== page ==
Piloted Hydraulic Control System
The piloted hydraulic control system has a dedicated hydraulic pilot supply (hose) for each subsea function and a hydraulic supply line to a simple subsea control module (SCM). At the SCM, a hydraulic accumulator provides a reserve of hydraulic energy to speed up the tree valve opening response time. This system is typically used in a single satellite of short to medium distances (4–25 km). The difference of the system from the direct hydraulic system is that the umbilical does not include large bore hoses to achieve the performance requirements. The pilot system uses a small bore hose for the pilot line and a larger bore hose for the supply line. The hydraulic pilot volume to actuate the pilot valve is very small and there is very little volume flow required to energize the pilot valve and to open the subsea valve. As a result, the valve actuation time is improved. The features, advantages and limitations of the pilot control system are summarized.
Sequenced Hydraulic Control System
The sequenced hydraulic control system consists of several sequence valves and accumulators. Various complicated program actions are designed by series-parallel for sequence valves. Valves in this system are opened in pre-determined sequences, depending on the magnitude of the signal from the topside. The system works by adjusting the regulator up to the opening pilot pressure of the first valve to open it. In order to keep sufficient differential between valve actuations to prevent spurious opening, and to keep the system hydraulic working pressure within the normal system design working pressures, the number of valve actuations in a sequence is limited.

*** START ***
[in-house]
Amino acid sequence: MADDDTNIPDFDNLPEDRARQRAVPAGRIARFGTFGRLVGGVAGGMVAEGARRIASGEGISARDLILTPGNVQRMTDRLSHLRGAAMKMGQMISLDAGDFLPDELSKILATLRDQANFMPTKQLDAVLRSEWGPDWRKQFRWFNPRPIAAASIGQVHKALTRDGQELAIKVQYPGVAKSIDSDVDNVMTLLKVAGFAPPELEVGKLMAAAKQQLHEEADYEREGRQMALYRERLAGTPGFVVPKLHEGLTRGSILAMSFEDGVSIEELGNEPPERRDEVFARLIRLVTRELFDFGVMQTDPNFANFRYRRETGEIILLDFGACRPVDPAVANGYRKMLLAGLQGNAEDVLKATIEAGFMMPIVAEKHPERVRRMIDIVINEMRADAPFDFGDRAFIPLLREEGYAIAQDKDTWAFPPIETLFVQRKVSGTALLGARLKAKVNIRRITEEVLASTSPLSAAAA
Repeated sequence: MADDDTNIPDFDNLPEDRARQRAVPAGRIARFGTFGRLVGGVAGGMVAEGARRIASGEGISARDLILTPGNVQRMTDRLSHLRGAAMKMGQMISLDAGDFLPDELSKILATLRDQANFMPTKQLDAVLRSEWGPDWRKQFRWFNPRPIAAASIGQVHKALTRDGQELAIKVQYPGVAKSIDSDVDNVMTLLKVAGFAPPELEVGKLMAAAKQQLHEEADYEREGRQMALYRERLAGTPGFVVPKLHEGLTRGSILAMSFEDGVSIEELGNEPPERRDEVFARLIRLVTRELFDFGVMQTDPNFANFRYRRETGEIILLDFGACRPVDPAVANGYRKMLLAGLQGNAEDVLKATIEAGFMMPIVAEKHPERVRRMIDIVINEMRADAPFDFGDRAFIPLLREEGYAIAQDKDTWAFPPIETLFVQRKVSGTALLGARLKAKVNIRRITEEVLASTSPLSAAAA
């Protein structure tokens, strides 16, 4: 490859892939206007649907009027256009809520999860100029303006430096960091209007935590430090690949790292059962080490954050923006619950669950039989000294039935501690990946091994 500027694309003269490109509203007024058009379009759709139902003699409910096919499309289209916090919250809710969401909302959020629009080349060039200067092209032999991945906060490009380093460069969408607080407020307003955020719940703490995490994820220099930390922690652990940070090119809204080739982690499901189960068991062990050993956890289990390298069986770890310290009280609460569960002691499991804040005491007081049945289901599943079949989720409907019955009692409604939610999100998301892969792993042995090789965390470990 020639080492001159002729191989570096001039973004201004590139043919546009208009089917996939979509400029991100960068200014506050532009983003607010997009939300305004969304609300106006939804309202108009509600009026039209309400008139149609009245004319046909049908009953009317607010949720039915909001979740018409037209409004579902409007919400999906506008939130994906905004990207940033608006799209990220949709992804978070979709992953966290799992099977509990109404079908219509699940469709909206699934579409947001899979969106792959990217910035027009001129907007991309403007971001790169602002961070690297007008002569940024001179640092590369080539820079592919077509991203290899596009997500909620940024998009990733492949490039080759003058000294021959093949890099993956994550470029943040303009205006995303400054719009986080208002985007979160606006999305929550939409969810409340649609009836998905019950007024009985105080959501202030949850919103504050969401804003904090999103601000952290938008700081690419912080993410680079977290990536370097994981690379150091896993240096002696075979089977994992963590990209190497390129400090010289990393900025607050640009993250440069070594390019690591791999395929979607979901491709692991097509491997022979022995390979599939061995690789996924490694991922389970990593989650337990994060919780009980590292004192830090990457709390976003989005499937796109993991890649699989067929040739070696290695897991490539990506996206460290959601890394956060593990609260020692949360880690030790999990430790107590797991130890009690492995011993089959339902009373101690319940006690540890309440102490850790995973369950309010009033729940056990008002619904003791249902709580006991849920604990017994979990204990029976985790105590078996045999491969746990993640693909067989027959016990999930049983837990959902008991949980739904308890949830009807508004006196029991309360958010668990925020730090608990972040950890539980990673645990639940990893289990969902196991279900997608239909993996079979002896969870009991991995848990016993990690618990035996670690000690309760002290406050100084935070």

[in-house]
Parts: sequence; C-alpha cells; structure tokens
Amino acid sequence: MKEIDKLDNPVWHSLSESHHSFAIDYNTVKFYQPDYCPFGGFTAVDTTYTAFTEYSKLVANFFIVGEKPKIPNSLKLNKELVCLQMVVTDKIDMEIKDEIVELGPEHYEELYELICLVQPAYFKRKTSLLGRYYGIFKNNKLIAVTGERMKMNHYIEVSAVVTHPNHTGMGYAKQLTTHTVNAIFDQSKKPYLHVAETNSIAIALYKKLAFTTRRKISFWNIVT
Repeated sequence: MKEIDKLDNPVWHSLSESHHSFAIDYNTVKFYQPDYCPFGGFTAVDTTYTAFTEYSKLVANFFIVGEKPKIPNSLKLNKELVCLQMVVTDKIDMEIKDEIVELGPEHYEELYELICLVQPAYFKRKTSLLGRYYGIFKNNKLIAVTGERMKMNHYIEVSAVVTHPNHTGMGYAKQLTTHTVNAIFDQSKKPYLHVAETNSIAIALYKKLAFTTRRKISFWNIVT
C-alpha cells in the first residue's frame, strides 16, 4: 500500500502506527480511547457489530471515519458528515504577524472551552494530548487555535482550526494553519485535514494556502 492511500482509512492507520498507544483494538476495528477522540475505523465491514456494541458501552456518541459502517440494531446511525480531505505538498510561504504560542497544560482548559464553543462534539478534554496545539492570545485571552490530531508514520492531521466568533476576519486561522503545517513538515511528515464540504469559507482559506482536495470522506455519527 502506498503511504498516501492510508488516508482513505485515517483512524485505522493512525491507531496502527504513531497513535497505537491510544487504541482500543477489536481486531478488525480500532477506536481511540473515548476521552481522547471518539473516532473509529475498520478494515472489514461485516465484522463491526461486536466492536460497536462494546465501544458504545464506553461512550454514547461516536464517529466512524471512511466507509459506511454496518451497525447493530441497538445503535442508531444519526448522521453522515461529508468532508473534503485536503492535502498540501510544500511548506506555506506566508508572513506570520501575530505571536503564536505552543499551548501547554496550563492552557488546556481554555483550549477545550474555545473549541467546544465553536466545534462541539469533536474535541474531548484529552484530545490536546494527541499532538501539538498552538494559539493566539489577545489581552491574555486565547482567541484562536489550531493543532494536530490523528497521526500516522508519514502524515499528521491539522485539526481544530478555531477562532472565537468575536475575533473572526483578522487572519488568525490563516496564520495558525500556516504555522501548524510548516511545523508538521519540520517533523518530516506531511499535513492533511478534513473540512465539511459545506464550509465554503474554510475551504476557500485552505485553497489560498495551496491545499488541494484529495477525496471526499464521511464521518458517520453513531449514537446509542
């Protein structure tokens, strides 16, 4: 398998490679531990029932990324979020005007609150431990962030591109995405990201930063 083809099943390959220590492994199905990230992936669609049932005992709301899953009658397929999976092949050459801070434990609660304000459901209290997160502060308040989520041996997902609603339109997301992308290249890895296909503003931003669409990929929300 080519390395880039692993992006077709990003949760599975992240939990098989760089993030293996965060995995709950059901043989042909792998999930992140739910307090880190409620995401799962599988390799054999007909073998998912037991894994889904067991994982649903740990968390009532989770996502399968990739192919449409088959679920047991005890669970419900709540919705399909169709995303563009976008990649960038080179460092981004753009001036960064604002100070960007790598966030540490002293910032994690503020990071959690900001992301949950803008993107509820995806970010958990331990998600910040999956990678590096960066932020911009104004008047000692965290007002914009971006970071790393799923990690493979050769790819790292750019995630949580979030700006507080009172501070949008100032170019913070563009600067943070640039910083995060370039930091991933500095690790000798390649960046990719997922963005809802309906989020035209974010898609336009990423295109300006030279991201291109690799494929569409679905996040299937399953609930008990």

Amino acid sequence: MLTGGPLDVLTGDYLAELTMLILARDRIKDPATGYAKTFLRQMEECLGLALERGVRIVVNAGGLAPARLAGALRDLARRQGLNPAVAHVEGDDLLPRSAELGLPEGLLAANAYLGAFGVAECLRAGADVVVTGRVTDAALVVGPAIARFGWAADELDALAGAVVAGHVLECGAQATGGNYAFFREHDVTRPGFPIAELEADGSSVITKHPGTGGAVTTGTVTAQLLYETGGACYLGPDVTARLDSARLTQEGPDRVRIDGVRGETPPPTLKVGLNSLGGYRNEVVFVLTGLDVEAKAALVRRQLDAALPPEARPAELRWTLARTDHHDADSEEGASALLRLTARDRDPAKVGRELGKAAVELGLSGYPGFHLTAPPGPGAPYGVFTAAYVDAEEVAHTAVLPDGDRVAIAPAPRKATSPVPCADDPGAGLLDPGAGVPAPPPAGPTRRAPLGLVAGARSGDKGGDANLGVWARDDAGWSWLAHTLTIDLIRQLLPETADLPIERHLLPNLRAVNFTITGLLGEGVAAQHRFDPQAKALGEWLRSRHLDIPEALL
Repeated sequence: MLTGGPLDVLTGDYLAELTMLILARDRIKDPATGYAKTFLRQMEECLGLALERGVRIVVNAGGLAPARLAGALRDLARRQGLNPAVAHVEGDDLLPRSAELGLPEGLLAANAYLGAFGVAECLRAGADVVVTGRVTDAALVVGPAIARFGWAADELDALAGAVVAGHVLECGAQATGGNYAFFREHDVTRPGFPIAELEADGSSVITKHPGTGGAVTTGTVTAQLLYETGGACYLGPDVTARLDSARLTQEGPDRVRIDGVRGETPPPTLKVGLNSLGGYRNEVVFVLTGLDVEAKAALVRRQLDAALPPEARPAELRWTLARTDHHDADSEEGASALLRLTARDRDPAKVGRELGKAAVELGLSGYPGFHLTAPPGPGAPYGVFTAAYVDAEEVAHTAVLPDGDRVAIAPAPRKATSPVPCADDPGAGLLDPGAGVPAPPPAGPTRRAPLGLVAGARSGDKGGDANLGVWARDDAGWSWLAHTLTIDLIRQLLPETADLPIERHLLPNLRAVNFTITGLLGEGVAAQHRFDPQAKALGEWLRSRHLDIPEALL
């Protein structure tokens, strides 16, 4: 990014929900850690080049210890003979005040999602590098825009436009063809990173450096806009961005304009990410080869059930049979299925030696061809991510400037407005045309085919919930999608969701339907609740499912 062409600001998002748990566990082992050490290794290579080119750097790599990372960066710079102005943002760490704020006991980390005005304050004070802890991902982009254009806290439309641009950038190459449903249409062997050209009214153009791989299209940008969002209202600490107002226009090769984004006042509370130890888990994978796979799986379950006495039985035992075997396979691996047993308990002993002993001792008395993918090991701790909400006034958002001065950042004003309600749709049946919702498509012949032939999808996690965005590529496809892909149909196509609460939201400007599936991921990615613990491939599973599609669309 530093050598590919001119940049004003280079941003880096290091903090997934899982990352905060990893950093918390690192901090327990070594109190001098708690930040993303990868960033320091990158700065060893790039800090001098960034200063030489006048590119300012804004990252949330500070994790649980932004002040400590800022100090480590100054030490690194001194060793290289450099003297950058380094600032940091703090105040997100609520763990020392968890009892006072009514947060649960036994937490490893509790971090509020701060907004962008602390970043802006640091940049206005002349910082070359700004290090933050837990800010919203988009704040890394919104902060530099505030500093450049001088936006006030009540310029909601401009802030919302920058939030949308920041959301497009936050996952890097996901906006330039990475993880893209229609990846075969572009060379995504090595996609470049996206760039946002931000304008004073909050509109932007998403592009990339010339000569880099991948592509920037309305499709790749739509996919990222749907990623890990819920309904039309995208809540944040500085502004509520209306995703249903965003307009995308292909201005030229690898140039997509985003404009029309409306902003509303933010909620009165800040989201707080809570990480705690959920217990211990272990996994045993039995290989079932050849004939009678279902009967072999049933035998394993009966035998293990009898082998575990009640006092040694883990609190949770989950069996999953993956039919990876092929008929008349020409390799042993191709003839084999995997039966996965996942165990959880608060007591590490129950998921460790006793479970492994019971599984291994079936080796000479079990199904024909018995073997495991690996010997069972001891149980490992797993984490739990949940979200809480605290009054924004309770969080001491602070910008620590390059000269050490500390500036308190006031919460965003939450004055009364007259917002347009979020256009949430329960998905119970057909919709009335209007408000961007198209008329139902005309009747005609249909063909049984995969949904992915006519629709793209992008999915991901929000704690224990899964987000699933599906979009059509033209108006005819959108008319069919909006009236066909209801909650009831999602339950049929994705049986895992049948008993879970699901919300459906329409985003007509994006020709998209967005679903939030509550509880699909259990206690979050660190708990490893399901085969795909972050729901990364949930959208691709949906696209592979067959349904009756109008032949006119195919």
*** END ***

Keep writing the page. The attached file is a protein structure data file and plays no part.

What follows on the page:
Multiplexed Electrohydraulic Control System
The master control station (MCS) is implemented by a computer, and communicates with the microprocessor in the subsea electronics module (SEM), which is the communication link with the MCS and performs MCS commanded functions. The multiplexed electrohydraulic system allows many SCMs to be connected to the same communications, electrical, and hydraulic supply lines. The result is that many wells can be controlled via one simple umbilical, which is terminated at a subsea distribution unit (SDU). From the SDU, the connections to the individual wells and SCMs are made with jumper assemblies. The cost of a multiplexed electrohydraulic system is high due to the electronics within the SEM, the addition of the computer topside, and the required computer software. These costs, however, are balanced against smaller and less complex umbilicals and advancing technology, reducing the cost of the electronics. The system is typically used in complex fields of long distances (more than 5 km). When a digital signal is sent to the SEM, it excites the selected solenoid valve, thereby directing hydraulic fluid from the supply umbilical to the associated actuator. The multiplex electrohydraulic control system is capable of monitoring pressure, temperature, and valve positions by means of electrical signals, without further complicating the electrical connections through the umbilical.